Blast at Serb protest kills man, injures dozen others in ethnically tense northern Kosovo town

By Zvezdan Djukanovic, AP
Friday, July 2, 2010

Blast kills 1 at Serb protest in north Kosovo town

MITROVICA, Kosovo — An explosion tore through a Serb protest in an ethnically divided town of Kosovo on Friday, fatally injuring one man and leaving about 11 others with shrapnel wounds, police and doctors said.

It was the latest in a series of violent incidents in Mitrovica over the last two years, as minority Serbs in northern Kosovo have rejected the country’s independence from Serbia and bridle against the majority ethnic Albanian authority in Pristina.

Kosovo police said a hand grenade went off Friday in the crowd of about 1,000 Serbs protesting the opening of a civil registry office run by Pristina in the Serb-dominated part of Mitrovica.

Shots also were heard at the gathering, and about 11 people were injured in the blast, police said. NATO-led peacekeepers and European Union officers were also deployed to the site.

One man died during surgery for chest and heart injuries at a hospital in town, doctors said. They identified him as pediatrician Mensur Dzekovic, and said the others injured were being treated for shrapnel wounds to their limbs.

“We were just standing there and all of the sudden we heard and felt the explosion,” said wounded protester Zoran Rakic, according to Serbia’s state-run Tanjug news agency. “I was standing with my wife and felt the pain in my hand.”

Rakic was quoted as saying the protest had been peaceful until the blast. Authorities were still investigating the incident.

Interior Minister Bajram Rexhepi blamed the blast on “careless armed Serb protesters,” suggesting a grenade had detonated accidentally, but said Pristina would not back down from its plan to keep the office running, despite opposition from minority Serbs. The office gives out birth certificates and other documents, but is ignored by Serbs who treat the territory as part of Serbia.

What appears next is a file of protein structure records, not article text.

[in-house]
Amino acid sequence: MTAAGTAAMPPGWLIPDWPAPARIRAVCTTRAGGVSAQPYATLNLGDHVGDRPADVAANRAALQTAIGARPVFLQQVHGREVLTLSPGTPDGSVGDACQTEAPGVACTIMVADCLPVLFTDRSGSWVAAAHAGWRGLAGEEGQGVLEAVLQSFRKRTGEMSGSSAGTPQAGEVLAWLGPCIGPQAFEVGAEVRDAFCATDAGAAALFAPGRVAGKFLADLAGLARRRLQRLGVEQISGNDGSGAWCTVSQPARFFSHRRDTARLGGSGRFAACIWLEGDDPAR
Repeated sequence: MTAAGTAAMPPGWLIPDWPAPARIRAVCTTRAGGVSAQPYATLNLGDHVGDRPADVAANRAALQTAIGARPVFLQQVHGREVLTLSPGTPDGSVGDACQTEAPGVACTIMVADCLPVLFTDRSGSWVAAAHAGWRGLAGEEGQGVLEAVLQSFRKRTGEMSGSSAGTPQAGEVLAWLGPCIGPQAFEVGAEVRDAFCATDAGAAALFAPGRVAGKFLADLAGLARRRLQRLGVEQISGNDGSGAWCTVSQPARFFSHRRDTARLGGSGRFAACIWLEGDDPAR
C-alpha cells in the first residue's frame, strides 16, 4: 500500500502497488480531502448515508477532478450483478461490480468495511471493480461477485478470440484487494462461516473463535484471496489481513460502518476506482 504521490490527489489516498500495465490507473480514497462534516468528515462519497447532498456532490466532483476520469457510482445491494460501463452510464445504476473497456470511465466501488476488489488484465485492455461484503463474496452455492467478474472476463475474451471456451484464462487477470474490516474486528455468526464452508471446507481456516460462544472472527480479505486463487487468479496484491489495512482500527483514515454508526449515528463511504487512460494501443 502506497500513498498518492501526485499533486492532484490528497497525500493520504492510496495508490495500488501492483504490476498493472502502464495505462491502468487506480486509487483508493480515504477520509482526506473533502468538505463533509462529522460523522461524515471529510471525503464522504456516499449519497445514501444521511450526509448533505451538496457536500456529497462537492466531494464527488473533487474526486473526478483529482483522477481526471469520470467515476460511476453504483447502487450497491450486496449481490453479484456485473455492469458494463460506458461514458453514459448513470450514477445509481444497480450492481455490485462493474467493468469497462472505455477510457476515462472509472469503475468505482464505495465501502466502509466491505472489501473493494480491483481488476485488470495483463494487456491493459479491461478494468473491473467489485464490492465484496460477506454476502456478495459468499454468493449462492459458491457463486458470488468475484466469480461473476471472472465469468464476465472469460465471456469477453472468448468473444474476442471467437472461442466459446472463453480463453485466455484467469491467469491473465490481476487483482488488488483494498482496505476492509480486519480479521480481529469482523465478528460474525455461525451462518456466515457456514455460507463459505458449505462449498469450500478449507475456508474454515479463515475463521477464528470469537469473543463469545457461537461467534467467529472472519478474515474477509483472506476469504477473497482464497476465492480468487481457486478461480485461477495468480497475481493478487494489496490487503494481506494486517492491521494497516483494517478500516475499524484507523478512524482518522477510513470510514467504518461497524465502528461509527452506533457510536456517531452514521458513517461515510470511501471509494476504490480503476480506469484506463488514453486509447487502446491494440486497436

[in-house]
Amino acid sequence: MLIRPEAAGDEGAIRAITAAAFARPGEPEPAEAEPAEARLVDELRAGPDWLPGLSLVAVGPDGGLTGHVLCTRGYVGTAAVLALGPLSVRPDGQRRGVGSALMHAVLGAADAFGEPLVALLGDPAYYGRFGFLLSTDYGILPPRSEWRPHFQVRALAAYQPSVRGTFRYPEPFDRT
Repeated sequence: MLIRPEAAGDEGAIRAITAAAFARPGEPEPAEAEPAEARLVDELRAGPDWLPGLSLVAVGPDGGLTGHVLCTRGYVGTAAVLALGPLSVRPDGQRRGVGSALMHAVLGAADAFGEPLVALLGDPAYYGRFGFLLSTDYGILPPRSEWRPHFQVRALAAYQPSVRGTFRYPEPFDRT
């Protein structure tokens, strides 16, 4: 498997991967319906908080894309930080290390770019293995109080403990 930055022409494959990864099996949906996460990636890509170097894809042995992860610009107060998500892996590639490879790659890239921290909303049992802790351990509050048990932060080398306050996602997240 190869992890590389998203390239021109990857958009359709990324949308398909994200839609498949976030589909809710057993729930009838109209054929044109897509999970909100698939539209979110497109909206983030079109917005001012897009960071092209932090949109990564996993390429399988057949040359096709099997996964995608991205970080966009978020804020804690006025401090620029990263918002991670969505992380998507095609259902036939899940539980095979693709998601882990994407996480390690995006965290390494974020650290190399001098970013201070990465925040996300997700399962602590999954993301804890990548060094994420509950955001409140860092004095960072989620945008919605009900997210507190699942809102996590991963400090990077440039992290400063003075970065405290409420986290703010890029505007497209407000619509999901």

“We must insist that this office remains open,” Rexhepi told the Cabinet in a televised meeting, adding that closing it “would send a bad signal” of Pristina’s efforts to establish control in the north.

Mitrovica — split by a river into a Serb area and an ethnic Albanian one — has often been a scene of clashes between the two sides with NATO-led peacekeepers and EU police caught in the middle.

Serb leaders in the north blamed EU police for escalating the situation Friday by securing Kosovo officials, but EU officials dismissed the claim saying they deployed to support the local police during the protest.

“We were called in to secure the area,” said Karin Limdal, spokeswoman for the 2,000-strong EU police mission in Kosovo. “We had nothing to do with the Kosovo government actions up there.”

In Belgrade, Serbian President Boris Tadic and the Serbian government said the explosion was meant to provoke Serbia and undermine peace in Kosovo, but said Serbia would not react. Tadic called, however, for an urgent session of the National Security Council, the country’s top security body.

The council later called the explosion “a terrorist act by Albanian separatists.” It said the responsibility for the “tragic events” also lies on the international representative in Kosovo, Peter Feith, for pressing with the opening of Pristina-run offices in the Serb-dominated areas.

Serbia asked the U.N. Security Council for a meeting on the explosion and Nigeria’s U.N. Ambassador U. Joy Ogwu, the current council president, said members would be briefed on the incident on Tuesday. She told reporters Friday that Serbia’s president would attend.

Kosovo’s ethnic Albanians waged a separatist war against Serbia in 1998-99. The fighting ended after NATO’s 78-day bombing campaign wrestled Kosovo out of Serbia’s control and brought it under United Nations administration.

Kosovo declared independence in February 2008, but Serbia and its ally Russia have refused to recognize that.

So far 69 countries, including the United States, have recognized Kosovo’s statehood.

Associated Press Writers Nebi Qena in Pristina, Kosovo, and Jovana Gec in Belgrade, Serbia, contributed to this report.

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